Audio “Hello, World!”

Introduction

In the previous post, we tested our development environment by writing a trivial application which displayed the text “Hello, World!”, followed by a newline, in the terminal.

Now that we’ve confirmed that we can create and execute code, let’s see about getting some sound: we’ll generate a square wave tone at 440Hz as a test. Also known as Concert A, 440Hz is a general tuning standard for musical pitch.

Square Wave Plot

A plot of three cycles of our square wave.

In order to do that, we’ll break it into two steps:

  1. Generate the audio data for the 440Hz tone
  2. Deliver the audio data to the audio hardware so it ends up as sound

The Code

Python Version

Generating the audio data for the 440Hz tone

The following is some Python code to generate the audio data.

import struct
import sys

# The audio hardware's sampling rate in Hz (samples/sec.)
sample_rate=44100

# The square wave frequency in Hz (cycles/sec.)
frequency=440

# The duration of the square wave tone in ms.
duration=1000

# The amplitude of the square wave represented as a fraction of
# the maximum output volume.
amplitude=0.3

# Calculate the total number of samples required to produce a tone
# of the duration specified.
samples = sample_rate * duration / 1000

# Calculate the number of samples in each half of the tone's cycle.
tone_midpoint = sample_rate / frequency / 2

# Calculate the maximum (negative) sample value.
sample = -(1 << (16 - 1)) * amplitude

# Iterate over the range of samples we've calculated are required.
for i in range(0, samples):
    # Each time the iterator value reaches a half-cycle, change the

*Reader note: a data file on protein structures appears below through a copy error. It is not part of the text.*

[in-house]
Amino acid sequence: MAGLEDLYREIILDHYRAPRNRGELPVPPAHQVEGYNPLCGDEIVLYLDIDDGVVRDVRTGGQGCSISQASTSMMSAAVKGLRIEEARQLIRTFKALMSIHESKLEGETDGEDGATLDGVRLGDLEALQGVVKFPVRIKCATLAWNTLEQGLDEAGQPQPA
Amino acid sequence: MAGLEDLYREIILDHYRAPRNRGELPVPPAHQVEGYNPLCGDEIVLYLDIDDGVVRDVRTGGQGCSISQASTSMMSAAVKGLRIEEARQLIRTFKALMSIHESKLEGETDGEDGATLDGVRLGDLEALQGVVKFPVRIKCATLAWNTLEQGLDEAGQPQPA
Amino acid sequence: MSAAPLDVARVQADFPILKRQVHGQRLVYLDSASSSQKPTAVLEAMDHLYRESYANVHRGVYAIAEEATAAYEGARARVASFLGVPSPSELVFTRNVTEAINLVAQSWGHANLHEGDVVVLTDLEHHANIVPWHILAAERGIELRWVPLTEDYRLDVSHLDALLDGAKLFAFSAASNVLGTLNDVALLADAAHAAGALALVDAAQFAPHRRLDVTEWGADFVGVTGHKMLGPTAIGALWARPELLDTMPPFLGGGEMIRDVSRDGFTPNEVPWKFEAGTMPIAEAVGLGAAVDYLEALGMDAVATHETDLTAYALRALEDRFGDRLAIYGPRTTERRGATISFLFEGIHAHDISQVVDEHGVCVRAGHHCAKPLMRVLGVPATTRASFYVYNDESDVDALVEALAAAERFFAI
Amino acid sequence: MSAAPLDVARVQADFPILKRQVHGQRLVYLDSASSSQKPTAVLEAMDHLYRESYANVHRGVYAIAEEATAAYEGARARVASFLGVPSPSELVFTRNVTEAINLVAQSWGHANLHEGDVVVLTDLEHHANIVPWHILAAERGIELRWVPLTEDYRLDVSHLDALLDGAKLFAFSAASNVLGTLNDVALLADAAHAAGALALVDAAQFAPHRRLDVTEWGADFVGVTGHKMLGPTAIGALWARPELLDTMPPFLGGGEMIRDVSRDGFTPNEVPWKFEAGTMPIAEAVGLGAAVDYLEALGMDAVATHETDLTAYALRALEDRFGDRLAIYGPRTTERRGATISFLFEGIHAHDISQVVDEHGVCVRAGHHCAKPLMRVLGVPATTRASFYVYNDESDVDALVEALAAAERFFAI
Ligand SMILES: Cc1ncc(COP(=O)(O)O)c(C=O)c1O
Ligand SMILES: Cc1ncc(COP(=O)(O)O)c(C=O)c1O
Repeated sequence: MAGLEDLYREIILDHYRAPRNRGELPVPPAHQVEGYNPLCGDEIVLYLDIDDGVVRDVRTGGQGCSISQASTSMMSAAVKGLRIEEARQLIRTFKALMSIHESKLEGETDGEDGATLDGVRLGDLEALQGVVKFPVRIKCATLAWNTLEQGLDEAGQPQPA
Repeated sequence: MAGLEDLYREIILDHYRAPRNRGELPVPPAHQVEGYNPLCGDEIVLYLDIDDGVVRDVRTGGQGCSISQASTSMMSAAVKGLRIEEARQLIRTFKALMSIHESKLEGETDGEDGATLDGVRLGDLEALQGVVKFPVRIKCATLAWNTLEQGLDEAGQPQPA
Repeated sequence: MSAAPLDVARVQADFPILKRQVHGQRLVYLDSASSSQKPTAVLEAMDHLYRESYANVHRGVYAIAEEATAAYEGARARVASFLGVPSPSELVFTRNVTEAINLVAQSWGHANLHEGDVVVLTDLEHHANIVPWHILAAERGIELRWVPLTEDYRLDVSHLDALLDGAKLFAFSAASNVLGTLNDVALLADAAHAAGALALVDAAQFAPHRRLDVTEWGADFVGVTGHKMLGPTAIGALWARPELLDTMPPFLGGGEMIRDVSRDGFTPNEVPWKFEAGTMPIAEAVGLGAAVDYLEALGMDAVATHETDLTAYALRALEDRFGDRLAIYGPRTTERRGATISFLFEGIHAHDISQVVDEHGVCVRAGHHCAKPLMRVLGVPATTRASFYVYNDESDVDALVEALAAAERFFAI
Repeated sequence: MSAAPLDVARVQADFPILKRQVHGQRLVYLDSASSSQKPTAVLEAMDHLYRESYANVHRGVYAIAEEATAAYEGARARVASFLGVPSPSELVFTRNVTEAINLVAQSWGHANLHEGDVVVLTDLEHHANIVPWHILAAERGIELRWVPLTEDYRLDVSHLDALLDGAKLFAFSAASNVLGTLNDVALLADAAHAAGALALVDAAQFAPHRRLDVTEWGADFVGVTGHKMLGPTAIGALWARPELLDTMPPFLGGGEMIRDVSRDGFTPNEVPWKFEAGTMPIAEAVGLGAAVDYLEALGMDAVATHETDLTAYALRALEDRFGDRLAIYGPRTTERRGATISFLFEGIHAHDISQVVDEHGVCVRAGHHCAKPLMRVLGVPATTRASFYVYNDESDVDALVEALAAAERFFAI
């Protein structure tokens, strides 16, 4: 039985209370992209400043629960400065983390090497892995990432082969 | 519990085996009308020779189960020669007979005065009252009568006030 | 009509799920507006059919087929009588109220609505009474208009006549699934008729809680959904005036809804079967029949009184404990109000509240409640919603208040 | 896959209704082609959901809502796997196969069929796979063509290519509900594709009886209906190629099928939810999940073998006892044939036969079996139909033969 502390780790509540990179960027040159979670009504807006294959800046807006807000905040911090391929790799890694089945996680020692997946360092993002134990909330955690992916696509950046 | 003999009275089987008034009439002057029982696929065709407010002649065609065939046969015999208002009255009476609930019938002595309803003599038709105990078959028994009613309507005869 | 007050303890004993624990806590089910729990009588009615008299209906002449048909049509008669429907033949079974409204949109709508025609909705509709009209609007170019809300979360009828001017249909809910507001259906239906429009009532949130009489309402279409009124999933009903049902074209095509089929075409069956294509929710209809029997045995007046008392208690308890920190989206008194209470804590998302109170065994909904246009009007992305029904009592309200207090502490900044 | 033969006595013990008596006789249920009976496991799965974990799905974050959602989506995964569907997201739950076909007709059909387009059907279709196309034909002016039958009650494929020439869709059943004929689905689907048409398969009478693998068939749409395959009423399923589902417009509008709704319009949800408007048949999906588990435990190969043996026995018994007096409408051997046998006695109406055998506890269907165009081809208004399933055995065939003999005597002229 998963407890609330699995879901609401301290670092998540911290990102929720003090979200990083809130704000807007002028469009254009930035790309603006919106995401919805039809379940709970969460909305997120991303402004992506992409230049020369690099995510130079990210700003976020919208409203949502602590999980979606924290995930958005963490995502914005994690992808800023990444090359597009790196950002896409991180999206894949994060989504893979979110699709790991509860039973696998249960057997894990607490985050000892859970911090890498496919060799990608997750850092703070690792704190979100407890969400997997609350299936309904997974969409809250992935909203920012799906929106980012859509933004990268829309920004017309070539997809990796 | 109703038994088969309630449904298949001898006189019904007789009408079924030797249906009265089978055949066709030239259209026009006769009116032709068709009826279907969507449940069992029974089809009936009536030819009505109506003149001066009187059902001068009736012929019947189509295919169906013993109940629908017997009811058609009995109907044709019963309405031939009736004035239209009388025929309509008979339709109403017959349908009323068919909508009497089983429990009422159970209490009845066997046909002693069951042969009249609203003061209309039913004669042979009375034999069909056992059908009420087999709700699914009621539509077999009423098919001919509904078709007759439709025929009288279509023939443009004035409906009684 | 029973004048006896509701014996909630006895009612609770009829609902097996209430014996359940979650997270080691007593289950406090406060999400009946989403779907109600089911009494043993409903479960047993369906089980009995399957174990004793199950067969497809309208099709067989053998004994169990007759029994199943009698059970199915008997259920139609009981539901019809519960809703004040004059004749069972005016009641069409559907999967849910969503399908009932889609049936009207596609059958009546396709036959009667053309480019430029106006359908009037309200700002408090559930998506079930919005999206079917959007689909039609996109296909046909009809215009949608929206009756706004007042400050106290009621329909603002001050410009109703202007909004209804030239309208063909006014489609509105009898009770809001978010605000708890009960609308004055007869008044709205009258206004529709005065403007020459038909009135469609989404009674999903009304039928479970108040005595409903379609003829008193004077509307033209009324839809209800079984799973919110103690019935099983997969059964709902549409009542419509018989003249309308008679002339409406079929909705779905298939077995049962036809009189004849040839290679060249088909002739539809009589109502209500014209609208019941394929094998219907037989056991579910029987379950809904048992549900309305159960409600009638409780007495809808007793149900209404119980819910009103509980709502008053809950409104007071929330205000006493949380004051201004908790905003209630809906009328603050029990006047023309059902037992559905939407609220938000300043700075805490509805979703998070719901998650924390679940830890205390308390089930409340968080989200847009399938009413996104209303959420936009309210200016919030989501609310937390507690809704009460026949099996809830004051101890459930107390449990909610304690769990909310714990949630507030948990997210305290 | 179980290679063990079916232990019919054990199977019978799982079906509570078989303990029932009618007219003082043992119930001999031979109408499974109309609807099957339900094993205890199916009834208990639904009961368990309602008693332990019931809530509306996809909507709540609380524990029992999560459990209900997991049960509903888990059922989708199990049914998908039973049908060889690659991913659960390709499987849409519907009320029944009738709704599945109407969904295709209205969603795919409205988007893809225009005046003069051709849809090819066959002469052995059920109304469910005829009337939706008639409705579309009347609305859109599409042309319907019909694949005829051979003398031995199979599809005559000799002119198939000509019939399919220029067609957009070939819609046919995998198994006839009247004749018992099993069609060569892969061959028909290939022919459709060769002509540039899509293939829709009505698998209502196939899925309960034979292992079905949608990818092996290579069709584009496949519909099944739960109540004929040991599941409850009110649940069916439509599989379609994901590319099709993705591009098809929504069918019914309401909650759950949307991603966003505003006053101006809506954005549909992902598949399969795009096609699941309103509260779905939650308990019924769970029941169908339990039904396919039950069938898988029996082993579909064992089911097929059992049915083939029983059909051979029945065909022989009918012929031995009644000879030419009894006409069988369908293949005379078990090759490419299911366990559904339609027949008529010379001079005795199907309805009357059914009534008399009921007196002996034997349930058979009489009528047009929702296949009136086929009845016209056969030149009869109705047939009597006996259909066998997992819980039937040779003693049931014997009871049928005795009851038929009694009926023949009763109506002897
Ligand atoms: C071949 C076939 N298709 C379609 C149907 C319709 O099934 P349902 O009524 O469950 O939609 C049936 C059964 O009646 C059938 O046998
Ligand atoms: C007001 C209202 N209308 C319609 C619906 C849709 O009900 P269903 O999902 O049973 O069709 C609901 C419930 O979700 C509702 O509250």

# sample's sign, from the positive to the negative domain and
    # vice-versa.
    if i % tone_midpoint == 0:
        sample = -sample

    # Output the sample value to stdout as a little-endian 16bit integer
    sys.stdout.write(struct.pack('<h', sample))

Save the code as audio-hello-world.py or download a copy from the GitHub repository.

(NOTE: Although the GitHub version is packaged slightly differently from the code above, the algorithm is identical.)

The code can be run with:

python audio-hello-world.py

When you run it, don’t be alarmed by the apparent gibberish that it outputs, what you’re seeing is the raw PCM data that will be sent to audio hardware. You can clear the screen with the following command:

clear

 Delivering the audio data to the audio hardware

From the command line we can use an external program to deliver the data to our hardware by using a Unix pipe, in which the output of our program will be fed as the input to the audio player utility.

The command we’ll be piping the data to is aplay, a command-line audio file player for the ALSA sound card driver. In later posts we’ll be developing our own copy of this utility, and a companion utility to save raw data to sound files. If this utility isn’t available on your system, you’ll need to find an audio player/editor which can import raw PCM data.

Since our output data is in a “raw” format, we’ll have to inform the player about which format the data that is being piped to it is in. This is done using command line switches:

python audio-hello-world.py | aplay --file-type raw --rate=44100 --channels=1 --format=S16

If all goes well, you should hear one second of a reedy sounding tone.

C Version

The C version is very similar to the Python version, with the only major difference being the way it outputs the little-endian values (line 43).

#include <stdio.h>
#include <stdlib.h>

int gen_square_wave(int sample_rate, int frequency, int duration, float amplitude)
{
    /*
        Given the input parameters generates square waves and outputs them